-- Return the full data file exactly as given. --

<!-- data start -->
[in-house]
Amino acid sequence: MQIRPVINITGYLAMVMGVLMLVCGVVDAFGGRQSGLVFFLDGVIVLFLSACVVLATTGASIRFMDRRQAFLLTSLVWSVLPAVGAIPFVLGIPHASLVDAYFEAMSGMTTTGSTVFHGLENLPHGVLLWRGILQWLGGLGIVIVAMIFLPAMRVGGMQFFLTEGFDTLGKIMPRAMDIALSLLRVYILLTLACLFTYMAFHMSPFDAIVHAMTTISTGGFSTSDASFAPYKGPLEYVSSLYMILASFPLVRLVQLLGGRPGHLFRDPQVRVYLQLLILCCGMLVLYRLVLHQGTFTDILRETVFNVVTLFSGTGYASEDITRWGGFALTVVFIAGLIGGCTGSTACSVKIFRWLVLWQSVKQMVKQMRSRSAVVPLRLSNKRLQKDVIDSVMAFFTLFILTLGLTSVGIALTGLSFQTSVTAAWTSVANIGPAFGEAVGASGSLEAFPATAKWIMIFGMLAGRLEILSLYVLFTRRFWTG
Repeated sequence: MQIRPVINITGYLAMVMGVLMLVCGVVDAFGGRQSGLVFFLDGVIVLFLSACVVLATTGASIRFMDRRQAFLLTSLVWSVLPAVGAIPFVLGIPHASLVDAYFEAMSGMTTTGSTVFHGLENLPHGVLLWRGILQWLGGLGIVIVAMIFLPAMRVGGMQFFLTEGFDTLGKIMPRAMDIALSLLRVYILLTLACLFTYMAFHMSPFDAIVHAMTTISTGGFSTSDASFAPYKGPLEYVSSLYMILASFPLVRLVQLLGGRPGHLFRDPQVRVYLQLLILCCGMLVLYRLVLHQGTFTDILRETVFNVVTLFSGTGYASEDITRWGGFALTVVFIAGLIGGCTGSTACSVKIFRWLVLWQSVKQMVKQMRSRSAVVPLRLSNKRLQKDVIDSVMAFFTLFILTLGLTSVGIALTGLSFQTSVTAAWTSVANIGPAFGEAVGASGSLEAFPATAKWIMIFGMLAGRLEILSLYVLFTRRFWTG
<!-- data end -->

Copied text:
[in-house]
Amino acid sequence: MQIRPVINITGYLAMVMGVLMLVCGVVDAFGGRQSGLVFFLDGVIVLFLSACVVLATTGASIRFMDRRQAFLLTSLVWSVLPAVGAIPFVLGIPHASLVDAYFEAMSGMTTTGSTVFHGLENLPHGVLLWRGILQWLGGLGIVIVAMIFLPAMRVGGMQFFLTEGFDTLGKIMPRAMDIALSLLRVYILLTLACLFTYMAFHMSPFDAIVHAMTTISTGGFSTSDASFAPYKGPLEYVSSLYMILASFPLVRLVQLLGGRPGHLFRDPQVRVYLQLLILCCGMLVLYRLVLHQGTFTDILRETVFNVVTLFSGTGYASEDITRWGGFALTVVFIAGLIGGCTGSTACSVKIFRWLVLWQSVKQMVKQMRSRSAVVPLRLSNKRLQKDVIDSVMAFFTLFILTLGLTSVGIALTGLSFQTSVTAAWTSVANIGPAFGEAVGASGSLEAFPATAKWIMIFGMLAGRLEILSLYVLFTRRFWTG
Repeated sequence: MQIRPVINITGYLAMVMGVLMLVCGVVDAFGGRQSGLVFFLDGVIVLFLSACVVLATTGASIRFMDRRQAFLLTSLVWSVLPAVGAIPFVLGIPHASLVDAYFEAMSGMTTTGSTVFHGLENLPHGVLLWRGILQWLGGLGIVIVAMIFLPAMRVGGMQFFLTEGFDTLGKIMPRAMDIALSLLRVYILLTLACLFTYMAFHMSPFDAIVHAMTTISTGGFSTSDASFAPYKGPLEYVSSLYMILASFPLVRLVQLLGGRPGHLFRDPQVRVYLQLLILCCGMLVLYRLVLHQGTFTDILRETVFNVVTLFSGTGYASEDITRWGGFALTVVFIAGLIGGCTGSTACSVKIFRWLVLWQSVKQMVKQMRSRSAVVPLRLSNKRLQKDVIDSVMAFFTLFILTLGLTSVGIALTGLSFQTSVTAAWTSVANIGPAFGEAVGASGSLEAFPATAKWIMIFGMLAGRLEILSLYVLFTRRFWTG